I urged flexibility in Anna's case and a revision of the Building Code.

I guess I got my wish, though not exactly what I anticipated.  I was thinking sole proprietorships, but the changes include home-based businesses with employees

Proposed amendments to the Building code make any home-based business, defined as:

  • secondary to the residential occupancy use of the dwelling unit, 
  • at least 1 full-time resident of the dwelling unit operates the business or service 
  • the business or service use is not a hazardous industrial occupancy 
  • has a floor area of less than 50 m2
  • uses less than 25% of the floor area of the dwelling unit. 

exempt from

  • having additional water closets
  • barrier-free design requirements
Seldom seen in Nova Scotia

What's wrong is that home based businesses could discriminate against employees with disabilities.  A lawyer's office could never have a receptionist that uses a wheelchair.  A massage therapist, a bookkeeper, an architect, a financial adviser, a caterer, a photographer - all could have employees without having to observe section 5 of the Nova Scotia Human Rights Act:

  • No person shall in respect of 
    • (a) the provision of or access to services or facilities; 
    • (d) employment; 
  • discriminate against an individual or class of individuals on account of 
    • (o) physical disability or mental disability; 
We already disregard the Human Rights Act by grandfathering a ton of older businesses. Restaurants, shops, professional services - there are hundreds of places in Nova Scotia that never will accommodate people with disabilities.  Do we need more?

Of course not, and that's why we can't accept this version of code revisions.  At the very least, sole proprietorship home businesses should have a ramp.  Forget the fireproof bathroom and the 36" door.  Make the gesture!  And when you have employees, be barrier-free.


This is the same building code that Chief Public Health Officer Dr. Robert Strang sees as the solution to the problem of food safety posed by accessible restaurants without accessible washrooms.  Such restaurants usually are a result of the addition of accessible sidewalk patios to otherwise inaccessible premises.  Le Coq and The Five Fishermen are examples.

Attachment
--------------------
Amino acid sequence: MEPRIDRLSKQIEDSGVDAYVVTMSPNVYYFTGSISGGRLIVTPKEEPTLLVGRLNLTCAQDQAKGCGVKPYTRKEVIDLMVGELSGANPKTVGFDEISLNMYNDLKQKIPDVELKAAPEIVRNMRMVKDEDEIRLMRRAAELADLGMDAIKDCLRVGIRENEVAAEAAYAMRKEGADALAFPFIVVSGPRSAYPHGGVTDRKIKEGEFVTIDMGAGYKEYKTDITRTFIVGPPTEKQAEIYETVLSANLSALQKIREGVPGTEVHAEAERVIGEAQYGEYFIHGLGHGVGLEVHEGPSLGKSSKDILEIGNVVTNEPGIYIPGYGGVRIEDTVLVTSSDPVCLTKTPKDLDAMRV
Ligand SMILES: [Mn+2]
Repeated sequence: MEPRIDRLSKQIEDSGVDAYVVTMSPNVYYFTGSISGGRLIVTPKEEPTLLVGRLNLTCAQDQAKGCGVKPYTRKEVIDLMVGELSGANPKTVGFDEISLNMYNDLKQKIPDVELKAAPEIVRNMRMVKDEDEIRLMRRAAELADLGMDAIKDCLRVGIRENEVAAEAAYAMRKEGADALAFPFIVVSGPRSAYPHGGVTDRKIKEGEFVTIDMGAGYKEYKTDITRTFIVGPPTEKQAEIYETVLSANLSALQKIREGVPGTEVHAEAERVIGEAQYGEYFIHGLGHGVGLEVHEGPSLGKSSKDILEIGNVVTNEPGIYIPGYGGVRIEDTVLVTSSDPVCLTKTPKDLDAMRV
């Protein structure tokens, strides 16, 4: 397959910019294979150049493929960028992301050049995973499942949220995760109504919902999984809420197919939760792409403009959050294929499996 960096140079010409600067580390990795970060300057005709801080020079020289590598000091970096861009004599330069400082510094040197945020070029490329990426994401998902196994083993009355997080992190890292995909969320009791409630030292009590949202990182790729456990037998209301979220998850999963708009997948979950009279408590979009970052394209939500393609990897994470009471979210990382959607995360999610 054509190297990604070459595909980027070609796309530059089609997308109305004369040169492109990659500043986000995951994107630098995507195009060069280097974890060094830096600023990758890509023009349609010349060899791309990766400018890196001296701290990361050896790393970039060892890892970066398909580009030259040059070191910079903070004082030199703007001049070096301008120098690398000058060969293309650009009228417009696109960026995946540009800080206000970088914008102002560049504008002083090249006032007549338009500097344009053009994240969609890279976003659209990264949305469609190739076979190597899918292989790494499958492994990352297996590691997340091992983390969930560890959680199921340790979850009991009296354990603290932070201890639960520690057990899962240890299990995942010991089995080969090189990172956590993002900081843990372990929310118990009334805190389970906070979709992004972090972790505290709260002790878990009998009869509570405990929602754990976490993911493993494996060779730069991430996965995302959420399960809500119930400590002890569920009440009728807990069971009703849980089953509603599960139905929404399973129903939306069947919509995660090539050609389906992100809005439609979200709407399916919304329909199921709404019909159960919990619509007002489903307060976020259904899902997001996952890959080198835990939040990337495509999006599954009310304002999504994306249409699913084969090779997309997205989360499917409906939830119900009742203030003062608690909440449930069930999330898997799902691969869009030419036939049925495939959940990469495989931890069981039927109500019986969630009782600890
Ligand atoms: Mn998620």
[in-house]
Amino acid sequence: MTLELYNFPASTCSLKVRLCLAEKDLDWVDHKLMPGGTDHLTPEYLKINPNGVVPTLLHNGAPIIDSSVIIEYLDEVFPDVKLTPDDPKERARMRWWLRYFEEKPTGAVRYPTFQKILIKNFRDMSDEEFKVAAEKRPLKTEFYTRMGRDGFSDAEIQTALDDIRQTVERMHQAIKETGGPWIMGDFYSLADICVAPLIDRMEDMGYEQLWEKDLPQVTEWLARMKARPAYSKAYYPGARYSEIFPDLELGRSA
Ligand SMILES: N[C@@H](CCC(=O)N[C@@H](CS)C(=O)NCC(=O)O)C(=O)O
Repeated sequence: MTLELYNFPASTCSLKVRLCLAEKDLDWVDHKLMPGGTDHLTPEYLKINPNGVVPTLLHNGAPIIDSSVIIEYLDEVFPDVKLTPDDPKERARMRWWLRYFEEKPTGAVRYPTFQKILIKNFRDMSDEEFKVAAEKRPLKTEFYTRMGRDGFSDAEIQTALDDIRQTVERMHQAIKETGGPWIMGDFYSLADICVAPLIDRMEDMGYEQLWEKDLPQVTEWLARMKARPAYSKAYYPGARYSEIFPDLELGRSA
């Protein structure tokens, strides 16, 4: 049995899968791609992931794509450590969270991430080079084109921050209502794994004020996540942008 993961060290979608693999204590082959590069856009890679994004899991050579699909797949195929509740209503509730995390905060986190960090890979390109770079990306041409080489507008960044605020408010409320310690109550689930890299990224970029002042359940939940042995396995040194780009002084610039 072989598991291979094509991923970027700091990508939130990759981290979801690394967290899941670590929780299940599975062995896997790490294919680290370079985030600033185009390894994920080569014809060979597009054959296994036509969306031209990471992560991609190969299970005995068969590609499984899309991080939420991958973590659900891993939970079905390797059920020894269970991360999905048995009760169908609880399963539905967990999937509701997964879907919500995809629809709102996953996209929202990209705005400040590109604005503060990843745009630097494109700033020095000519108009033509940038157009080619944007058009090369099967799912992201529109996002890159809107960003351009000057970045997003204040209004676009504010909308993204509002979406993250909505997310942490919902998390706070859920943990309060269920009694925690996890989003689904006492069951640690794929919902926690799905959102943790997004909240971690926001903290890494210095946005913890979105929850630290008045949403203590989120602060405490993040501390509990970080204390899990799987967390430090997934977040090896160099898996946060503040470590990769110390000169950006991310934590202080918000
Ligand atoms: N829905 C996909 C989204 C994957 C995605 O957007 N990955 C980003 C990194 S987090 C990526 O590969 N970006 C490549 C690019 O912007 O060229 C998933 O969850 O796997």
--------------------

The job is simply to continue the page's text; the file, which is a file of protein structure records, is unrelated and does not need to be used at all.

The fundamental difficulty is that wheelchair users have their hands in constant proximity to their wheels, which, in turn, are inevitably in contact with the filth and corruption of Halifax streets and sidewalks.  Poodles and Shih-Tzus numbering in the thousands provide an inexhaustible source of nutrients for all manner of Parasites and Pathogens.  You need to wash them off before eating a Donair.

Dr. Strang refuses to acknowledge that section 20 of the food safety regulations means what it says:

20 (1) A food establishment must have washroom facilities for staff and washroom facilities for the public available in a convenient location, unless exempted by the Administrator.

Often seen in Nova Scotia
He says: "I do not see Food Safety regulations as the vehicle to push for such change as lack of accessible washrooms for patrons."  I say public means public.

In his patronizing way, he assumes I want accessible washrooms.  I don't.  I want to make it inconvenient for restaurants without them.  I want him to do his job and close or exempt accessible restaurants without accessible public washrooms as the regulations compel him to do.  I may never go to Le Coq, but I want Dr. Strang to close it or put it on a list of places with irregular public health compliance.  When the list is compiled according to the law, I will make sure it is well-advertised.  Then wheelchair users will have the information needed to make up their own minds.  No more surprises.

It is offensive that there is no such list, in particular because it trivializes the legitimate health concerns of wheelchair users.  Wheelchair users are so far down the list of priorities that the provincial government won't even bother to record health issues affecting them.  Dr. Strang is not doing what he's paid to do. In Nova Scotia, we should not accept that you can go to a nice restaurant in 2016 only to discover that basic sanitary needs are unmet.  

And PS a recent restaurant closure was attributed to a cruise ship visitor.


These two things are the same: small issues whose poor resolution leads to outsize consequences for people with disabilities.  Dr. Strang and whoever did the home business exemption don't understand that people with disabilities are entitled to the same treatment as everyone else.  This is not just an option or a nicety, it's a guarantee and a requirement.

It all goes back to the marginalization of people with disabilities.  There are zero people with disabilities on the Ivany Commission, zero in Engage NS, zero in One NS, zero in the Halifax Partnership.  

If you have never met a person with a disability, how can you imagine their circumstances?


Don't you think that Human Rights and Public Health are more important than the Building Code?  How does it happen that someone in Municipal Affairs thinks they can change the Building Code without reference to any other considerations?  Why does an imperfect Building Code make it okay to have unsanitary conditions?  Is everyone asleep at the switch?  I hope the checks and balances in the new accessibility act mean a sharper focus on rulemaking, so that people with disabilities aren't simply ignored.

Gus Reed